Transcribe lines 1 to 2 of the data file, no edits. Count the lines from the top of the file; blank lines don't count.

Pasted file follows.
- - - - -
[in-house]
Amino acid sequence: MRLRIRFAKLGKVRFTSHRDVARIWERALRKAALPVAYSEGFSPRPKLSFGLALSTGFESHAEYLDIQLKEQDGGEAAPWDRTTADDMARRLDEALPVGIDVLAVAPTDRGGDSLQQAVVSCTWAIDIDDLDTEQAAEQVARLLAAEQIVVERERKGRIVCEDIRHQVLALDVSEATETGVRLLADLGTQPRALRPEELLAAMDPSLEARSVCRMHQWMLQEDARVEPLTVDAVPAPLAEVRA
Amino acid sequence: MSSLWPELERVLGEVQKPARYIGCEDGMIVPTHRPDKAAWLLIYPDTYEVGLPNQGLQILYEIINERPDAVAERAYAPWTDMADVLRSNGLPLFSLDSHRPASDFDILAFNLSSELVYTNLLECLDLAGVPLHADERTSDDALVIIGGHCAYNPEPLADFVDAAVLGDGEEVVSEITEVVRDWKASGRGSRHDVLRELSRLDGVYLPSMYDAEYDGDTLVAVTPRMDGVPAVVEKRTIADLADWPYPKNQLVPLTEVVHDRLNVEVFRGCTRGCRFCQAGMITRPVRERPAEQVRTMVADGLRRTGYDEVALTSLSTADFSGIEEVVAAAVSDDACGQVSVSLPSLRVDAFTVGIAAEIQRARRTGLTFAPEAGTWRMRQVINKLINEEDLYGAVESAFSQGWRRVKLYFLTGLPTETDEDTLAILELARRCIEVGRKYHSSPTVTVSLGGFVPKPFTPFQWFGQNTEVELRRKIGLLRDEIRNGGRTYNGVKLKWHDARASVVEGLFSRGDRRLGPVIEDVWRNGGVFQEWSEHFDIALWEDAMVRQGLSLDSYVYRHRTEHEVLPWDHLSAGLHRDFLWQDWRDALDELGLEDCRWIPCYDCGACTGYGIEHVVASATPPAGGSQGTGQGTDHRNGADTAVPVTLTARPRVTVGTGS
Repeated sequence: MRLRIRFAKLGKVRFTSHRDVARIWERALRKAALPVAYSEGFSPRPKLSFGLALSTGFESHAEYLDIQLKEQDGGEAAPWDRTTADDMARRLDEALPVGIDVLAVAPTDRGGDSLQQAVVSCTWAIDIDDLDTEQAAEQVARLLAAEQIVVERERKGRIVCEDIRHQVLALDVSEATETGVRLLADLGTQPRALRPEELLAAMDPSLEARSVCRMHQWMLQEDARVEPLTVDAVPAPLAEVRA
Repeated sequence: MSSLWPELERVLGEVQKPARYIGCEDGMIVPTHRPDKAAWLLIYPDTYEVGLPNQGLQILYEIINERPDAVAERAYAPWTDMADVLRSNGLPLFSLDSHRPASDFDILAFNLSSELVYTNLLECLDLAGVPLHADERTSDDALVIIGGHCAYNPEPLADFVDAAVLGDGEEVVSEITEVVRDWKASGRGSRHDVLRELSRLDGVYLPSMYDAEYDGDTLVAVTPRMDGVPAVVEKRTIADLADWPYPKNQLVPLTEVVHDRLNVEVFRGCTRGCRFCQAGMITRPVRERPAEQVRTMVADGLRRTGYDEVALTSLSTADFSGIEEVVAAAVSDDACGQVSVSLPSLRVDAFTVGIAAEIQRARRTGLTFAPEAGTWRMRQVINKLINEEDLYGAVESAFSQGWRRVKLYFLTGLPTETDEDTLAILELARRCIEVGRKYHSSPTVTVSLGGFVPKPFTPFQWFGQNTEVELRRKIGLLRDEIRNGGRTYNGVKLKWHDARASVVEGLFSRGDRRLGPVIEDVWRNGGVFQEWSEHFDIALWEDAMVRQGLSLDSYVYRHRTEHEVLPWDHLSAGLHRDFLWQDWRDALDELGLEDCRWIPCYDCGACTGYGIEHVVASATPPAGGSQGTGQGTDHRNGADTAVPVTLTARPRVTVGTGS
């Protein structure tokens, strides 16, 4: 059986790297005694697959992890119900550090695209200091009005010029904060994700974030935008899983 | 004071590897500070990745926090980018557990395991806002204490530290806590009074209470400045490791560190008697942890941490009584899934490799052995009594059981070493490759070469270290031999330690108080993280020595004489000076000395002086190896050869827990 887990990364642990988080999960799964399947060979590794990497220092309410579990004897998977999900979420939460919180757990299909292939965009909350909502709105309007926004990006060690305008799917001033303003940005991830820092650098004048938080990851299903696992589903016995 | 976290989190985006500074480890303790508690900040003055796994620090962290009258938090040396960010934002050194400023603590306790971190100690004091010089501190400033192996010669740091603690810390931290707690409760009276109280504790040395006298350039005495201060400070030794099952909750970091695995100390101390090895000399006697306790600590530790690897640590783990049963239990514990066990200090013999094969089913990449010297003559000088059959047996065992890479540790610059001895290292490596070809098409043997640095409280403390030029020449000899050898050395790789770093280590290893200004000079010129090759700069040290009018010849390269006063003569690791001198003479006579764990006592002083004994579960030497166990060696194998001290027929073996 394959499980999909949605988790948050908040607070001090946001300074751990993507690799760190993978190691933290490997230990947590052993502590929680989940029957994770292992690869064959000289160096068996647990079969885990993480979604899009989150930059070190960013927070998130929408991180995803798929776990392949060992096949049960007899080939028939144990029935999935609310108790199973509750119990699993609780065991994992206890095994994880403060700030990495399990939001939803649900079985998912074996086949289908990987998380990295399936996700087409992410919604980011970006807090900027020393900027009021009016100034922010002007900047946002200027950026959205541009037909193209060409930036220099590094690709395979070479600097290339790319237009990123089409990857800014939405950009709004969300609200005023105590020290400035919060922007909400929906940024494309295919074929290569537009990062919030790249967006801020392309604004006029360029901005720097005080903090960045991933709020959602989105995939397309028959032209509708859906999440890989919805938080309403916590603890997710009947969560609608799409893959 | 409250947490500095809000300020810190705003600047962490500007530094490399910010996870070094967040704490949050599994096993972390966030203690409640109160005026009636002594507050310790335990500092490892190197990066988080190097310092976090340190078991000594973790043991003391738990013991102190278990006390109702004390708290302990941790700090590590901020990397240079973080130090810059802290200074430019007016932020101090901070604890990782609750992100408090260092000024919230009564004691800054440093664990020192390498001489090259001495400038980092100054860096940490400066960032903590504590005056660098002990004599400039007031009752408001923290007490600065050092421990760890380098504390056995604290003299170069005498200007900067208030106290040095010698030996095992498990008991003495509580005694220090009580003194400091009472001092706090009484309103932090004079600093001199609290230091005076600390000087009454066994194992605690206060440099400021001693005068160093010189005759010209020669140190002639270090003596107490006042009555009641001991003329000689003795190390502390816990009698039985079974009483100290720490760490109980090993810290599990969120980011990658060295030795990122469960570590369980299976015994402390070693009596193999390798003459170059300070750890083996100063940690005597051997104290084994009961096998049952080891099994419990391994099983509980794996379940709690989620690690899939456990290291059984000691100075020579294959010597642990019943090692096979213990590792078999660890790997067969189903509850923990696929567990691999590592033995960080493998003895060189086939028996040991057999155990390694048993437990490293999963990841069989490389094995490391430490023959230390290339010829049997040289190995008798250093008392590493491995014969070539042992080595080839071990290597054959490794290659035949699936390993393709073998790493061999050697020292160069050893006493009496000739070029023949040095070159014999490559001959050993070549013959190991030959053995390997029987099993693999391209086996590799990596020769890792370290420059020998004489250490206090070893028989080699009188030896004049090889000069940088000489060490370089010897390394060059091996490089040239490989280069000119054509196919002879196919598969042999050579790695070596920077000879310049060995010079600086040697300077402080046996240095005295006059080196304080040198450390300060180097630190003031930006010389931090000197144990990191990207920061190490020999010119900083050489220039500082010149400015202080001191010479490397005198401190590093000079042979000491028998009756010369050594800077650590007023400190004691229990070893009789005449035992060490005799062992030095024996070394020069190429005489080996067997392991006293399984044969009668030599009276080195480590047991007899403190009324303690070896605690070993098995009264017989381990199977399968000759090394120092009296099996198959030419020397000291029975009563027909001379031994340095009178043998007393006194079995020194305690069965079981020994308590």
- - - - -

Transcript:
[in-house]
Amino acid sequence: MRLRIRFAKLGKVRFTSHRDVARIWERALRKAALPVAYSEGFSPRPKLSFGLALSTGFESHAEYLDIQLKEQDGGEAAPWDRTTADDMARRLDEALPVGIDVLAVAPTDRGGDSLQQAVVSCTWAIDIDDLDTEQAAEQVARLLAAEQIVVERERKGRIVCEDIRHQVLALDVSEATETGVRLLADLGTQPRALRPEELLAAMDPSLEARSVCRMHQWMLQEDARVEPLTVDAVPAPLAEVRA